Finally, consideration should also be given to helping acclimatize racers by including conditioning in hot environments and substantial clothing that replicate the racing environment. Obviously, care should be taken to maintain racer hydration with a slow progression of the intensity, duration, and temperature during heat acclimation training.
Sport science research on stock car racing is limited despite popularity of the sport. Based on the existing motor sports literature, it appears that racers share some physical attributes with athletes involved in sports such as basketball, boxing, soccer, running, bicycling, handball (2,10,11), wrestling, tennis, and judo (2). Racers demonstrate elevated heart rates and energy expenditure and possess superior reaction time and hand, grip, ankle, leg extensor, trunk, and neck strength compared with nonracers. Stock car racers may be able to reduce injuries and increase performance if they condition for their sport. Certified strength and conditioning specialists (CSCS) are well positioned to be of service to this relatively untapped market. This article serves as a starting point for understanding strength and conditioning because it applies to the needs of the stock car driver.
Strength and conditioning professionals are encouraged to use the exercises presented in this article, along with a comprehensive, total-body resistance training program in the process of training stock car drivers. Conditioning should approximate the durations of races and match the work and recovery intervals present during stock car racing. Conditioning can be made more sport specific by using some of the exercises presented in this article. Stock car racing should be viewed as a sport, and these drivers represent an important group of athletes who will benefit from the services of the CSCS.
The author acknowledges Dan Heying of Circle Track Specialties of Waukesha, WI, for technical advice.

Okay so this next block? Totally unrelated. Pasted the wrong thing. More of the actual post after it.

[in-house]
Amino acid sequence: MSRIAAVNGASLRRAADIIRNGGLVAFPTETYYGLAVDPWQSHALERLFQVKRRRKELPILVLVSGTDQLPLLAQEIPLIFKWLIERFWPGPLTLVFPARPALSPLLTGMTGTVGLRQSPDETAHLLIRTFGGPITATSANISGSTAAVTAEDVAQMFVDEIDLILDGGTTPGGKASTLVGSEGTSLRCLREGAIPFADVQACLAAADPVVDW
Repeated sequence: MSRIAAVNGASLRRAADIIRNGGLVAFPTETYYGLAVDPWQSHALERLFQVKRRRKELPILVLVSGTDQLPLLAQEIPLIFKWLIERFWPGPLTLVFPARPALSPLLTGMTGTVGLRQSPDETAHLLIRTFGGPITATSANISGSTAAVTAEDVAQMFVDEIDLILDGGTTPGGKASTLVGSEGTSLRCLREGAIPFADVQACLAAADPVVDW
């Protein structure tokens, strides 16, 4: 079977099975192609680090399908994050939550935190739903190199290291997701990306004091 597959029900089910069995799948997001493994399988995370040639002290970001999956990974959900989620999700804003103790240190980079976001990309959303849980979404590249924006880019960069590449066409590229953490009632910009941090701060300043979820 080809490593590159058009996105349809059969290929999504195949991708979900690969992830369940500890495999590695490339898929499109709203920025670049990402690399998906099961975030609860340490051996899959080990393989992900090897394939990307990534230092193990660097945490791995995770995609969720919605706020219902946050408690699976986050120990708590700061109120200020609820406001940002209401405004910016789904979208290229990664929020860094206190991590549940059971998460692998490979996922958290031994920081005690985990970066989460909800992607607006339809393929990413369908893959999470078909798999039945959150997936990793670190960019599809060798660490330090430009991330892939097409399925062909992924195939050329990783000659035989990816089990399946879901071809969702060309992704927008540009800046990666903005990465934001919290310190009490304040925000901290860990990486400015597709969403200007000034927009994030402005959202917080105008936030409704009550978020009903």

1. Anderson L. NASCAR workout, making a fit stop: To change four tires in a flash, a crew must be in top shape. Sports Illus 103: 32, 2005.
2. Backman J, Hakkinen K, Ylinen J, Hakkinen A, and Kyrolainen H. Neuromuscular performance characteristics of open-wheel and rally drivers. J Strength Cond Res 19: 777-784, 2005.
3. Baur H, Muller S, Hirschmuller A, Huber G, and Mayer F. Reactivity, stability, and strength performance capacity in motor sports. Br J Sports Med 40: 906-911, 2006.
4. Burton AK. Back pain in Grand Prix drivers. Br J Sports Med 17: 150-151, 1983.
5. Busby JD. Injuries in short track asphalt racing. Am Fam Physician 18: 137-140, 1978.
6. Dawson GA. A fitness profile of Grand National stock car drivers. Phys Sportsmed 7: 60-67, 1979.
7. Fisher R. How safe are you? 5 safety tips you should never forget. Circle Track 29: 20-24, 2010.
8. Hanna TA. Automobile racing. Physical requirements and safety factors. Arch Environ Health 7: 286-288, 1963.
9. Hugenberg L and Hugenberg B. If it ain't rubbin', it ain't racin': NASCAR, American values, and fandom. J Pop Cult 41: 635-657, 2008.
10. Jacobs PL and Olvey SE. Metabolic and heart rate responses to open-wheel automobile road racing: A single-subject study. J Strength Cond Res 14: 157-161, 2000.
11. Jacobs PL, Olvey SE, Johnson BR, and Cohn KA. Physiological responses to high-speed, open-wheel racecar driving. Med Sci Sports Exerc 34: 2085-2090, 2002.
12. Klarica AJ. Performance in motor sports. Br J Sports Med 290-291, 2001.
13. Knapik JJ, Rieger W, Palkoska F, Van Camp S, and Darakjy S. United States Army physical readiness training: Rationale and evaluation of the physical training doctrine. J Strength Cond Res 23: 1353-1362, 2009.
14. Lehnhard RA, Lehnhard HR, Young R, and Butterfield SA. Monitoring injuries on a college soccer team: The effect of strength training. J Strength Cond Res 10: 115-119, 1996.
15. Mallows RJ and Newman DG. Cardiovascular data acquisition in a dynamic motion environment. Aviat Space Environ Med 79: 416-419, 2008.
16. Miller B. Physical and mental preparation for racing. In: Short Track Driving Techniques. Santa Ana, CA: Steve Smith Autosports Publications, 1989. pp. 11-21.
17. O'Conner B. Why Carl Edwards is the fittest man in NASCAR. Men's Fitness 23: 92-98, 2007.
18. Olvey SE, Knox T, and Cohn KA. The development of a method to measure head acceleration and motion in high-impact crashes. Neurosurgery 54: 672-677, 2004.
20. Schwaberger G. Heart rate, metabolic and hormonal responses to maximal psycho-emotional and physical stress in motor car racing drivers. Int Archiv Occup Environ Health 59: 579-604, 1987.
21. Tsopanakis C and Tsopanakis A. Stress hormonal factors, fatigue, and antioxidant responses to prolonged speed driving. Pharmacol Biochem Behav 60: 747-751, 1998.